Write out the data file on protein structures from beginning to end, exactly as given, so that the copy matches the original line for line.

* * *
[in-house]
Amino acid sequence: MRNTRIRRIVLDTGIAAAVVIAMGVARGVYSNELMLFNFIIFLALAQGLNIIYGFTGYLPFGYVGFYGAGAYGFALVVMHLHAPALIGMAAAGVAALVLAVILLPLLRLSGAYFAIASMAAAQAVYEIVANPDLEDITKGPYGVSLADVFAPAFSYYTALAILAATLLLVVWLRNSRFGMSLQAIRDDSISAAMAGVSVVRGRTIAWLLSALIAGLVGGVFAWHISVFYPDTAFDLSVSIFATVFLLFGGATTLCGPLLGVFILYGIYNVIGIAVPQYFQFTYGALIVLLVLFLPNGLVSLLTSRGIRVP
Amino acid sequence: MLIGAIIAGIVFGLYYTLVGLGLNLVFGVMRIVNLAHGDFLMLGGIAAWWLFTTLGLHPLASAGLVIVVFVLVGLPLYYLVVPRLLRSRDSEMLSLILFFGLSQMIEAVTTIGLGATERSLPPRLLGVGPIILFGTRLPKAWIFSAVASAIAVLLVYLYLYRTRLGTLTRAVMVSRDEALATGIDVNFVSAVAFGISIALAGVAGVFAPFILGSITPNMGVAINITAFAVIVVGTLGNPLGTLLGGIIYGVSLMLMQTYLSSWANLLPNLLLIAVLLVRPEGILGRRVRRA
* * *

[in-house]
Amino acid sequence: MRNTRIRRIVLDTGIAAAVVIAMGVARGVYSNELMLFNFIIFLALAQGLNIIYGFTGYLPFGYVGFYGAGAYGFALVVMHLHAPALIGMAAAGVAALVLAVILLPLLRLSGAYFAIASMAAAQAVYEIVANPDLEDITKGPYGVSLADVFAPAFSYYTALAILAATLLLVVWLRNSRFGMSLQAIRDDSISAAMAGVSVVRGRTIAWLLSALIAGLVGGVFAWHISVFYPDTAFDLSVSIFATVFLLFGGATTLCGPLLGVFILYGIYNVIGIAVPQYFQFTYGALIVLLVLFLPNGLVSLLTSRGIRVP
Amino acid sequence: MLIGAIIAGIVFGLYYTLVGLGLNLVFGVMRIVNLAHGDFLMLGGIAAWWLFTTLGLHPLASAGLVIVVFVLVGLPLYYLVVPRLLRSRDSEMLSLILFFGLSQMIEAVTTIGLGATERSLPPRLLGVGPIILFGTRLPKAWIFSAVASAIAVLLVYLYLYRTRLGTLTRAVMVSRDEALATGIDVNFVSAVAFGISIALAGVAGVFAPFILGSITPNMGVAINITAFAVIVVGTLGNPLGTLLGGIIYGVSLMLMQTYLSSWANLLPNLLLIAVLLVRPEGILGRRVRRA